Crouch breaks out his tap-dancing shoes

Well, here’s something you don’t see everyday: a well-written essay by Stanley Crouch. Sure, he goes overboard comparing Fred Astaire to Louis Armstrong–the essay’s entire concept is a stretch to begin with–and he takes an unnecessary swipe at Ginger Rogers. But here’s a taste of why Crouch is (for once in his damn life) compelling instead of windbaggy:

Astaire, who well understood swing, was one of Armstrong’s children. As Arlene Croce and others have observed, Astaire took the cinematic dance number away from the artifice of overhead shots and camera positions that were unlike what one would see in person. Astaire had no need for a logistical visual genius like Busby Berkeley. Astaire wanted the camera to serve the dancer so that all the complexity, nuance, and expression would be the dancer’s responsibility. He would not stand for crosscutting or anything other than the camera being far enough away to capture his entire body. The reason: His instrument stretched from the top of his head to the bottom of his feet. Novelty shots and startling setups were replaced with a luminescent individual power held in place by an overwhelming ease. Astaire gave the impression that the way he was moving at any moment was three things plaited together: the only, the most natural, and the best choice.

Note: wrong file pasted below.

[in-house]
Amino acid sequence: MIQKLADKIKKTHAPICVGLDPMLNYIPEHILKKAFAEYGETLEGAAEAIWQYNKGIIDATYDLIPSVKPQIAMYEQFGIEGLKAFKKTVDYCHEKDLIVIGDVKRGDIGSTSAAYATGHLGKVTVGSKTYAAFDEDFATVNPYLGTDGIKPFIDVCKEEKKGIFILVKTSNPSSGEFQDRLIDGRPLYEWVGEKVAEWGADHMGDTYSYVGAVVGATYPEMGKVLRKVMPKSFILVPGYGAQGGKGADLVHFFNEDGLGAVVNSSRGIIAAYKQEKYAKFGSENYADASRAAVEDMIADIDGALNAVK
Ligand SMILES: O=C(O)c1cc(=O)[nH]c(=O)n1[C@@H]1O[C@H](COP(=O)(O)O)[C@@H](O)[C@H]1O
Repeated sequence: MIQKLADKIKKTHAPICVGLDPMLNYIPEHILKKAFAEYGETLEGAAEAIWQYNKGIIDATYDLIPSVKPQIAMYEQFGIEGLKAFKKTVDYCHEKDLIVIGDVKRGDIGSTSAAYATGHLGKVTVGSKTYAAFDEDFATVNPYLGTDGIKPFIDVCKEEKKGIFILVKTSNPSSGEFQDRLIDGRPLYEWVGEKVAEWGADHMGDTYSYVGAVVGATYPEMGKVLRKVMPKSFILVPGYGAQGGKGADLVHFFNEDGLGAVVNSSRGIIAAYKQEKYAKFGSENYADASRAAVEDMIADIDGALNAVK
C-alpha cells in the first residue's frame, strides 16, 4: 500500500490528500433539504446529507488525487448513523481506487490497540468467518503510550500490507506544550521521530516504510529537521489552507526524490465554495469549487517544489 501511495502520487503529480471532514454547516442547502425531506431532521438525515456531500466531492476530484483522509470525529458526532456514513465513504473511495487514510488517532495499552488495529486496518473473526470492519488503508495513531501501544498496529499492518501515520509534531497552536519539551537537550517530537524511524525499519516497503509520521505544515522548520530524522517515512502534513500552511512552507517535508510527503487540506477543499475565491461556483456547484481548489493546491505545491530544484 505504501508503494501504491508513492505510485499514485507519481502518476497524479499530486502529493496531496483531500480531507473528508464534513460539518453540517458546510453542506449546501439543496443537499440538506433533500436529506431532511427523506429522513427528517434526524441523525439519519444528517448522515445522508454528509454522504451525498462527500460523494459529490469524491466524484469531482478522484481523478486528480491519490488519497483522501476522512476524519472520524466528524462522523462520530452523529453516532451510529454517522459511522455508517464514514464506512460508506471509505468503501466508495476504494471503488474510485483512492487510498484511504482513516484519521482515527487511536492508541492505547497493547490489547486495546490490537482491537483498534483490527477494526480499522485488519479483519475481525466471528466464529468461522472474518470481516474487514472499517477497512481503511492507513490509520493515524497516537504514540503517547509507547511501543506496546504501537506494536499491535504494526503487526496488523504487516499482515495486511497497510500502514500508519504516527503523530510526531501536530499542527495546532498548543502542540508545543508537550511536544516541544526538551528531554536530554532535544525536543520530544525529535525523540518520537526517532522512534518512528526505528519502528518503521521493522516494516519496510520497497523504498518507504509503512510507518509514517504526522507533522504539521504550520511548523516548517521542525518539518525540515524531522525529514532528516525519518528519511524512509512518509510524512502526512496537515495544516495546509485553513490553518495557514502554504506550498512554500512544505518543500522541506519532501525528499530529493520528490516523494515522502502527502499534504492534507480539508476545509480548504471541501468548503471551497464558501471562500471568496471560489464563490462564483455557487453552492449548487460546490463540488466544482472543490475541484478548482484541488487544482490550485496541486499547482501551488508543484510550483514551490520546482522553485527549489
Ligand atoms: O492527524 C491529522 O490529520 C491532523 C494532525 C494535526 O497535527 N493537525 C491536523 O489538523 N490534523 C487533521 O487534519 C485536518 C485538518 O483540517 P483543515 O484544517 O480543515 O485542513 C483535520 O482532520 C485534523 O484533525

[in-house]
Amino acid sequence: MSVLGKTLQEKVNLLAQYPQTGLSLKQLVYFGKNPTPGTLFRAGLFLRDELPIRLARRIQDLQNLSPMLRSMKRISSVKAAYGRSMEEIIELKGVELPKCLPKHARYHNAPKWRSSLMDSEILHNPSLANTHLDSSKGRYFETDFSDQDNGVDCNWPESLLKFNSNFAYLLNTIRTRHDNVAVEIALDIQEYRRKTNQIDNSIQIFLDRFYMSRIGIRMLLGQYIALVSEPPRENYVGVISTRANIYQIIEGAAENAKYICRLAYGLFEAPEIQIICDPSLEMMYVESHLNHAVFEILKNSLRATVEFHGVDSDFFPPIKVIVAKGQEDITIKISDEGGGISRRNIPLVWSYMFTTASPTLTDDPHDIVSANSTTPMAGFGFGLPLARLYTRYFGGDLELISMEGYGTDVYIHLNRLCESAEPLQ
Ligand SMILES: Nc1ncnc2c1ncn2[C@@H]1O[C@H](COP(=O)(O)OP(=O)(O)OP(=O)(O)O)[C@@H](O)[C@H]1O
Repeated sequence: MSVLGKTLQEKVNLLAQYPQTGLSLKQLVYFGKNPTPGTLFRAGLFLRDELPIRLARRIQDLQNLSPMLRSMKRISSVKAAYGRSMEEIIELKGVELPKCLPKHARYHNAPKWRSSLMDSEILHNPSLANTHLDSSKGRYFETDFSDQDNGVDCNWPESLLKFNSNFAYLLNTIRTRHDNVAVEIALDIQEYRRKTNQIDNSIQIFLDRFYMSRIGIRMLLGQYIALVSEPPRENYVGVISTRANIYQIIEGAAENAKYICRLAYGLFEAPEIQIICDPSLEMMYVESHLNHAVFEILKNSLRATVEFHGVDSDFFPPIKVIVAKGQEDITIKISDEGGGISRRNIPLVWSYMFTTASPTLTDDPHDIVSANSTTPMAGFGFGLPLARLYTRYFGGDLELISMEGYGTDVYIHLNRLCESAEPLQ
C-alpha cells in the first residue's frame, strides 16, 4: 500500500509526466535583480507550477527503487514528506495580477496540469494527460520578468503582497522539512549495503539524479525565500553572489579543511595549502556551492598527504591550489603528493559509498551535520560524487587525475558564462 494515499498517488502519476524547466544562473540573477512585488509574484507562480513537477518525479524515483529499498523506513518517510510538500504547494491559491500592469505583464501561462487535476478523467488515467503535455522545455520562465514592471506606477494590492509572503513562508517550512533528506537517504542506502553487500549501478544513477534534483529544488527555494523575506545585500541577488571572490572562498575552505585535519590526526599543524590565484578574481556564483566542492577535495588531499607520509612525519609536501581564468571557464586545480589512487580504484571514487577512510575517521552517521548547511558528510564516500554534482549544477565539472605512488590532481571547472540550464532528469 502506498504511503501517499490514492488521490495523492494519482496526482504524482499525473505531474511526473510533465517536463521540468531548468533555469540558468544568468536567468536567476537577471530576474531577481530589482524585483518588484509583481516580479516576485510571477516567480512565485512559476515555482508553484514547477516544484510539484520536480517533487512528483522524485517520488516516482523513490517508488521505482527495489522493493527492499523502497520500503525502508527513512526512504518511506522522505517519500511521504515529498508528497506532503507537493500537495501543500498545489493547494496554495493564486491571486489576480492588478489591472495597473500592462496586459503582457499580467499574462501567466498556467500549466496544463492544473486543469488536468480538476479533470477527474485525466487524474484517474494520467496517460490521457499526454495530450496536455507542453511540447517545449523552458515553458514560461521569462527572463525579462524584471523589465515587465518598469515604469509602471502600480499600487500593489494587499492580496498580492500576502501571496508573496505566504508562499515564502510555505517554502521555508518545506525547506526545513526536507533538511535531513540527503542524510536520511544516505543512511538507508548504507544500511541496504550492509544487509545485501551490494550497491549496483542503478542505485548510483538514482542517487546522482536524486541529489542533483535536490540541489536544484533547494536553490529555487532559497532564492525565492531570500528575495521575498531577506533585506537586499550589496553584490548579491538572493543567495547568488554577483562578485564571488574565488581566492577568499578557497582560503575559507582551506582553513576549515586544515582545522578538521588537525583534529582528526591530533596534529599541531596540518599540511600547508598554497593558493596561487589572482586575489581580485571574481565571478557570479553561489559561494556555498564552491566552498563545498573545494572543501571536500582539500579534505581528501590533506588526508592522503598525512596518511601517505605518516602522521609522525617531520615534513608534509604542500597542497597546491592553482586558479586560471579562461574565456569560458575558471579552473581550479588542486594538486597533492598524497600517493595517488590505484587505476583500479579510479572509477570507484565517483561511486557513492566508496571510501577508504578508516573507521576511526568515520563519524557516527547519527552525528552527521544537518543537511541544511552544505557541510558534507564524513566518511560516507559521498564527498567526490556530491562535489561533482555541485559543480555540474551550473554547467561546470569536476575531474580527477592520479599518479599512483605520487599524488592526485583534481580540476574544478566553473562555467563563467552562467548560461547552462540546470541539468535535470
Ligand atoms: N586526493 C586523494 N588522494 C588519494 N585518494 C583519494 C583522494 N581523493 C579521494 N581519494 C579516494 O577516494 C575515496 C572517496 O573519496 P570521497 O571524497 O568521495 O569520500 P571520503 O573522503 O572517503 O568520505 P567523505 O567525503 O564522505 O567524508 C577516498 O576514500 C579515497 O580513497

There’s more; hop to it, folks.

About Walter Biggins

Walter Biggins is a writer based in Atlanta, GA. He is the co-author (with Daniel Couch) of Bob Mould's Workbook (Bloomsbury, 2017). His work has been published in The Quarterly Conversation,, Bookslut (RIP), The Comics Journal, The Baseball Chronicle, and other periodicals. Twitter: @walter_biggins.
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